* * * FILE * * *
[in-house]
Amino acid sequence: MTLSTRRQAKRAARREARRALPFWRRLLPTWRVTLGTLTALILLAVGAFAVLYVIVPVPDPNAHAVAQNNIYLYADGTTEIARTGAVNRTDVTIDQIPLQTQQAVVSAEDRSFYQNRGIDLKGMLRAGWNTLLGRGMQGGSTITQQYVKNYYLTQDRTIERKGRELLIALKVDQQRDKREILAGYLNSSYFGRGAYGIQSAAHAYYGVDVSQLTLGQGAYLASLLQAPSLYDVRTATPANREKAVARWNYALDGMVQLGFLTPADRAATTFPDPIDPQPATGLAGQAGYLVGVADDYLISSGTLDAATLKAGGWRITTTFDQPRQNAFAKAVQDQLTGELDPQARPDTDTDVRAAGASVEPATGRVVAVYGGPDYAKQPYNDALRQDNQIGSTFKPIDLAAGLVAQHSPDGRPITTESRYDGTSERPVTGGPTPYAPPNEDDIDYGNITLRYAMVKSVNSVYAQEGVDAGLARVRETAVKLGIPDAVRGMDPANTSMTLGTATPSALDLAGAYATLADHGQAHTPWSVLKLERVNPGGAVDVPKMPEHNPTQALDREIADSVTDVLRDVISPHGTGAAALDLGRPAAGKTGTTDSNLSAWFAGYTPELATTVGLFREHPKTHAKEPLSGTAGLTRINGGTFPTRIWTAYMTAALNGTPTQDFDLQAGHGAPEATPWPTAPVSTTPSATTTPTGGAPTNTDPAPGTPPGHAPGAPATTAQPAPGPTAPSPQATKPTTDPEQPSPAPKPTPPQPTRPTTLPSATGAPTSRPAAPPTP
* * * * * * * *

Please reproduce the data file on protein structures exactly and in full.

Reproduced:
[in-house]
Amino acid sequence: MTLSTRRQAKRAARREARRALPFWRRLLPTWRVTLGTLTALILLAVGAFAVLYVIVPVPDPNAHAVAQNNIYLYADGTTEIARTGAVNRTDVTIDQIPLQTQQAVVSAEDRSFYQNRGIDLKGMLRAGWNTLLGRGMQGGSTITQQYVKNYYLTQDRTIERKGRELLIALKVDQQRDKREILAGYLNSSYFGRGAYGIQSAAHAYYGVDVSQLTLGQGAYLASLLQAPSLYDVRTATPANREKAVARWNYALDGMVQLGFLTPADRAATTFPDPIDPQPATGLAGQAGYLVGVADDYLISSGTLDAATLKAGGWRITTTFDQPRQNAFAKAVQDQLTGELDPQARPDTDTDVRAAGASVEPATGRVVAVYGGPDYAKQPYNDALRQDNQIGSTFKPIDLAAGLVAQHSPDGRPITTESRYDGTSERPVTGGPTPYAPPNEDDIDYGNITLRYAMVKSVNSVYAQEGVDAGLARVRETAVKLGIPDAVRGMDPANTSMTLGTATPSALDLAGAYATLADHGQAHTPWSVLKLERVNPGGAVDVPKMPEHNPTQALDREIADSVTDVLRDVISPHGTGAAALDLGRPAAGKTGTTDSNLSAWFAGYTPELATTVGLFREHPKTHAKEPLSGTAGLTRINGGTFPTRIWTAYMTAALNGTPTQDFDLQAGHGAPEATPWPTAPVSTTPSATTTPTGGAPTNTDPAPGTPPGHAPGAPATTAQPAPGPTAPSPQATKPTTDPEQPSPAPKPTPPQPTRPTTLPSATGAPTSRPAAPPTP